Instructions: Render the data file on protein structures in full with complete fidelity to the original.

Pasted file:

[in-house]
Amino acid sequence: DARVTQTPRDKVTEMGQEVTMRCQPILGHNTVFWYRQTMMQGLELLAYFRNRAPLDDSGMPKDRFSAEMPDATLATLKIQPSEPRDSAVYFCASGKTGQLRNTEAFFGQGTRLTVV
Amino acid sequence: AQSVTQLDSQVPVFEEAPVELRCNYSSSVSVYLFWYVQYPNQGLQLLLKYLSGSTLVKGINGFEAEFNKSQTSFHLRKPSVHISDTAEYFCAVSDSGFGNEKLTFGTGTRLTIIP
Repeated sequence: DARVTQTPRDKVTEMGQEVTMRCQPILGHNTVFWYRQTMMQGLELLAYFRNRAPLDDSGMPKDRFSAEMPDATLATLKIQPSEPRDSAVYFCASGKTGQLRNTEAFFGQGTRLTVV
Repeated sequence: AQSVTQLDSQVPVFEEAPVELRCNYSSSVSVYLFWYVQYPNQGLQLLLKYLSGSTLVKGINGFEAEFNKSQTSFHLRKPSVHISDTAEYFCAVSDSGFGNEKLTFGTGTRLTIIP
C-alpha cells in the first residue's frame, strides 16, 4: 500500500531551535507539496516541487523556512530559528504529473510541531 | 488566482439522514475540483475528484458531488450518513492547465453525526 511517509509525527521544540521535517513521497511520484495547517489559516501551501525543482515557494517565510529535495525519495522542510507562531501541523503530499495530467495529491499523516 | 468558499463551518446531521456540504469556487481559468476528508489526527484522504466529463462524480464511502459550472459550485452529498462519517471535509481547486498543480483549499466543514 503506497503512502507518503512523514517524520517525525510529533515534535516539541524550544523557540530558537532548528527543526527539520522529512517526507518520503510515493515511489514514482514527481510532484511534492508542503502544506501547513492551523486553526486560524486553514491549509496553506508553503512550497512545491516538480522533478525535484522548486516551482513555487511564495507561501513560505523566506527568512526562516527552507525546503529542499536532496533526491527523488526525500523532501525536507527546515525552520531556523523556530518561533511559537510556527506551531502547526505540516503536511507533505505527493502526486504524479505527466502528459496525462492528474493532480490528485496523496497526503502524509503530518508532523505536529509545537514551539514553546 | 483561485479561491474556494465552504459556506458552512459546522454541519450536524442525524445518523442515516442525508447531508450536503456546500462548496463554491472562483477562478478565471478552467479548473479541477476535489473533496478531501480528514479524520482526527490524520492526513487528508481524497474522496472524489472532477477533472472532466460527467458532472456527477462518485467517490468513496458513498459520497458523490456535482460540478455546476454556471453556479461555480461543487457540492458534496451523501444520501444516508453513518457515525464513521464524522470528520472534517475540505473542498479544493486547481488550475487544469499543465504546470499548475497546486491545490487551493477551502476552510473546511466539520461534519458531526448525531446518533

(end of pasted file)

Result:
[in-house]
Amino acid sequence: DARVTQTPRDKVTEMGQEVTMRCQPILGHNTVFWYRQTMMQGLELLAYFRNRAPLDDSGMPKDRFSAEMPDATLATLKIQPSEPRDSAVYFCASGKTGQLRNTEAFFGQGTRLTVV
Amino acid sequence: AQSVTQLDSQVPVFEEAPVELRCNYSSSVSVYLFWYVQYPNQGLQLLLKYLSGSTLVKGINGFEAEFNKSQTSFHLRKPSVHISDTAEYFCAVSDSGFGNEKLTFGTGTRLTIIP
Repeated sequence: DARVTQTPRDKVTEMGQEVTMRCQPILGHNTVFWYRQTMMQGLELLAYFRNRAPLDDSGMPKDRFSAEMPDATLATLKIQPSEPRDSAVYFCASGKTGQLRNTEAFFGQGTRLTVV
Repeated sequence: AQSVTQLDSQVPVFEEAPVELRCNYSSSVSVYLFWYVQYPNQGLQLLLKYLSGSTLVKGINGFEAEFNKSQTSFHLRKPSVHISDTAEYFCAVSDSGFGNEKLTFGTGTRLTIIP
C-alpha cells in the first residue's frame, strides 16, 4: 500500500531551535507539496516541487523556512530559528504529473510541531 | 488566482439522514475540483475528484458531488450518513492547465453525526 511517509509525527521544540521535517513521497511520484495547517489559516501551501525543482515557494517565510529535495525519495522542510507562531501541523503530499495530467495529491499523516 | 468558499463551518446531521456540504469556487481559468476528508489526527484522504466529463462524480464511502459550472459550485452529498462519517471535509481547486498543480483549499466543514 503506497503512502507518503512523514517524520517525525510529533515534535516539541524550544523557540530558537532548528527543526527539520522529512517526507518520503510515493515511489514514482514527481510532484511534492508542503502544506501547513492551523486553526486560524486553514491549509496553506508553503512550497512545491516538480522533478525535484522548486516551482513555487511564495507561501513560505523566506527568512526562516527552507525546503529542499536532496533526491527523488526525500523532501525536507527546515525552520531556523523556530518561533511559537510556527506551531502547526505540516503536511507533505505527493502526486504524479505527466502528459496525462492528474493532480490528485496523496497526503502524509503530518508532523505536529509545537514551539514553546 | 483561485479561491474556494465552504459556506458552512459546522454541519450536524442525524445518523442515516442525508447531508450536503456546500462548496463554491472562483477562478478565471478552467479548473479541477476535489473533496478531501480528514479524520482526527490524520492526513487528508481524497474522496472524489472532477477533472472532466460527467458532472456527477462518485467517490468513496458513498459520497458523490456535482460540478455546476454556471453556479461555480461543487457540492458534496451523501444520501444516508453513518457515525464513521464524522470528520472534517475540505473542498479544493486547481488550475487544469499543465504546470499548475497546486491545490487551493477551502476552510473546511466539520461534519458531526448525531446518533